National Geographic : 1965 Dec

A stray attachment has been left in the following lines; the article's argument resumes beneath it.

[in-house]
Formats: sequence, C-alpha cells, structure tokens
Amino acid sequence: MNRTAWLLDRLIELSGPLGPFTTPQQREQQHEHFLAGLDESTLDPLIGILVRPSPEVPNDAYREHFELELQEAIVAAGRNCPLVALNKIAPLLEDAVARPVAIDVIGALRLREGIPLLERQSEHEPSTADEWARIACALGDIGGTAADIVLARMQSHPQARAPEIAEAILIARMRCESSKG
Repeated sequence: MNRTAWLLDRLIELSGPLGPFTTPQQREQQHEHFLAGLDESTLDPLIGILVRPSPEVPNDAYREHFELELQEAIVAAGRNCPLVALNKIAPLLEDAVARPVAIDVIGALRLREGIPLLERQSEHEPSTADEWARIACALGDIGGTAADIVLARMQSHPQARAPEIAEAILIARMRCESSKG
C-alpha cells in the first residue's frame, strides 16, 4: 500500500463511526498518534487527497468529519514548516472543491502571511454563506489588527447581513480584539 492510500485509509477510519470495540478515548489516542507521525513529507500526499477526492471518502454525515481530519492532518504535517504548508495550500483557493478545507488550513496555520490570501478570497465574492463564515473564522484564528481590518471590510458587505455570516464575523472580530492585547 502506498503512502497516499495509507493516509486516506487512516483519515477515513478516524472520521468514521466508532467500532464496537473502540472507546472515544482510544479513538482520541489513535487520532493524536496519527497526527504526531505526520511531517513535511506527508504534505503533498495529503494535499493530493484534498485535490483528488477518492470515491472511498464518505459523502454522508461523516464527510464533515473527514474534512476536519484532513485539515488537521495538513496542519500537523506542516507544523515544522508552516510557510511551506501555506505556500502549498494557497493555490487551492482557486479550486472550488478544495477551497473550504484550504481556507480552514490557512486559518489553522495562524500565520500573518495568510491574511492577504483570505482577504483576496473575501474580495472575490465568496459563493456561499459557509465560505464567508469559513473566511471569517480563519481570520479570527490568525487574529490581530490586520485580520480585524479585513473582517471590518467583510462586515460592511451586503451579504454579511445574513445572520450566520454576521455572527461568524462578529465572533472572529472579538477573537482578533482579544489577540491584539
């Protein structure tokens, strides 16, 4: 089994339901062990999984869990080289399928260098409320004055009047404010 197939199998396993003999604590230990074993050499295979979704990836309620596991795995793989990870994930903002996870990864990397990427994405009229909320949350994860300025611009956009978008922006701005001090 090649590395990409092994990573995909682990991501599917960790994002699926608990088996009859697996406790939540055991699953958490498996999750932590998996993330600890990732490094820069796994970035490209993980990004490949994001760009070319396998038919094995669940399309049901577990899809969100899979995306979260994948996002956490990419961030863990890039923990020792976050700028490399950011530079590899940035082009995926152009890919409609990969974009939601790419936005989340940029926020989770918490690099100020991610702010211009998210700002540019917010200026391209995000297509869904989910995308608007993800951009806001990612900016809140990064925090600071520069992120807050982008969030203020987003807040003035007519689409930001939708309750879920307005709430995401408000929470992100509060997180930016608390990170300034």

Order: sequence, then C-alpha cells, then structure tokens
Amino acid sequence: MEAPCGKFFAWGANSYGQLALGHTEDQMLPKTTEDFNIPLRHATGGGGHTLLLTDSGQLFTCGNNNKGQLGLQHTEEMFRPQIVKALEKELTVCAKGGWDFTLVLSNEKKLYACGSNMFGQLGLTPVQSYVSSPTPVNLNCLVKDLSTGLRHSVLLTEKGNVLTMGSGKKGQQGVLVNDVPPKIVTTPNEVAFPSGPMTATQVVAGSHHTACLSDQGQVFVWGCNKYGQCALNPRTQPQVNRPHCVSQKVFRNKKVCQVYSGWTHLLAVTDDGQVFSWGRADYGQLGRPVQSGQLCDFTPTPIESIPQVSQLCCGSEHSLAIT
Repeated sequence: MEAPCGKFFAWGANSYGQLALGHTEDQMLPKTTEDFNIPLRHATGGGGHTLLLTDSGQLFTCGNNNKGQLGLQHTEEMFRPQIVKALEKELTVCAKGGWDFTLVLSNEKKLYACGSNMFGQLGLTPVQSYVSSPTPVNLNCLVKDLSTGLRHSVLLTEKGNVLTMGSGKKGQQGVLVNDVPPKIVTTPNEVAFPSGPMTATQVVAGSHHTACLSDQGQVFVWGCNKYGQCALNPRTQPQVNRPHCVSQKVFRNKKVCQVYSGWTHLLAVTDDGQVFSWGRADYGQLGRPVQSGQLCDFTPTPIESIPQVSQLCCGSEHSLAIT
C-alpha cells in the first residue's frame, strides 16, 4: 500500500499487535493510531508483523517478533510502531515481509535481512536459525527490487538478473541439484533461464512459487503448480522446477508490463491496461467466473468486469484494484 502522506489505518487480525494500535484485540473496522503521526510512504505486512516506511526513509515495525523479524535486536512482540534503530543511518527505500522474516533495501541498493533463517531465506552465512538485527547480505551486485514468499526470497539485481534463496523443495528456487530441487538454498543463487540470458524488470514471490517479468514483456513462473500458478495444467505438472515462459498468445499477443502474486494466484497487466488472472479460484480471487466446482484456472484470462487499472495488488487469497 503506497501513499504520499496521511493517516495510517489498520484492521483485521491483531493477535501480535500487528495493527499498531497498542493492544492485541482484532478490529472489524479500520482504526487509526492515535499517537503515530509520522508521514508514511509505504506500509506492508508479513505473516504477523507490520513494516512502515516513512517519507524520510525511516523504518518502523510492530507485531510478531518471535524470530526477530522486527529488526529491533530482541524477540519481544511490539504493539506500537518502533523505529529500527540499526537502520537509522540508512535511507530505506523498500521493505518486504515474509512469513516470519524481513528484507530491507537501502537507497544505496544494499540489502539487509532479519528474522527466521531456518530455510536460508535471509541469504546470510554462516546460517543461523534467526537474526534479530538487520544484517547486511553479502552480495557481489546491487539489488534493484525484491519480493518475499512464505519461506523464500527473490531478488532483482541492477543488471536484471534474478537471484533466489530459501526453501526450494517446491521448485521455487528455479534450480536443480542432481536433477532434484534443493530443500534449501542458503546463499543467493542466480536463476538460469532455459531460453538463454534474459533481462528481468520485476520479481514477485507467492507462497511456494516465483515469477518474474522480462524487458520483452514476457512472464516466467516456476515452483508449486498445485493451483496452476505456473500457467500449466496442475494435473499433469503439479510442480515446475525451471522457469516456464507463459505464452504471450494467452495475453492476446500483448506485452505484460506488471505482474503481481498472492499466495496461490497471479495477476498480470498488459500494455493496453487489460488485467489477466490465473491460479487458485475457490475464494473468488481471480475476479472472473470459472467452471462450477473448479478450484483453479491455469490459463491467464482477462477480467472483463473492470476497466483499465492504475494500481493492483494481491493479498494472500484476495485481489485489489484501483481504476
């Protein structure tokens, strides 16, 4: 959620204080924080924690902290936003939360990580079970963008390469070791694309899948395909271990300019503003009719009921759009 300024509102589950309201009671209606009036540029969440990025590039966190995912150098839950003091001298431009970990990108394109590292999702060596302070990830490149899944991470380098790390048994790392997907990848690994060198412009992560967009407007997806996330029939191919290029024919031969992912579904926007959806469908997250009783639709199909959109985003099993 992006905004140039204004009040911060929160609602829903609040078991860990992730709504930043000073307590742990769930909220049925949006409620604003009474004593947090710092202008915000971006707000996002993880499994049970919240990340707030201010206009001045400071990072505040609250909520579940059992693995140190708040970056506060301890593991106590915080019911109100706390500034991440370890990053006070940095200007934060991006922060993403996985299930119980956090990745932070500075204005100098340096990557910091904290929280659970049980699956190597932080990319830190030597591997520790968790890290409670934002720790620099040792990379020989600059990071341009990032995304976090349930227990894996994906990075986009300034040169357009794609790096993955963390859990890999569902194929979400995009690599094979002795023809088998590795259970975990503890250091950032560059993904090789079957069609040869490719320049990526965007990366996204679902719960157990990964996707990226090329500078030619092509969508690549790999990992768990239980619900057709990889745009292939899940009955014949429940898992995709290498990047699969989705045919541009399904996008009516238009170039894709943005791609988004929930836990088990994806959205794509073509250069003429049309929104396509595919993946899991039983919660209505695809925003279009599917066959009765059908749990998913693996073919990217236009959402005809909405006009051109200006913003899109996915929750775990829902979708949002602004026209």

Husband-and-wife team compiles a unique study of chimpanzees in the wild. On the recommendation of Dr. Leakey, the noted wild-animal photographer Baron Hugo van Lawick began filming Miss Goodall's work with the anthropoids in 1962. Although it took a year for the ani mals to become accustomed to Miss Good all, after her pioneering effort they accepted the photographer in three months. The Dutch nobleman and British scientist were married in 1964. "Before we had even met," says the author, "Dr. Leakey decided Hugo would be a good husband for me. How right he was!" Scientist and subject romp outside the author's tent. Jane bursts into smiles as Figan pats and tickles the back of her neck. A few moments later she has her turn, tickling Figan under the chin. Unable to stand it any longer, he pushes her arm away with his foot (below). As strong as a grown man, Figan could easily hurt Jane. "He is much rougher with me," says Baron van Lawick. Of the adult animals, only David Greybeard allows their touch. How ever, many of the other big males have ac cepted the couple's presence. "Only when they lost all fear of us," the author reports, "did we feel safe among them. Then if we startled them or moved too close, they no longer threatened us with raised arms or with their savage wraa bark."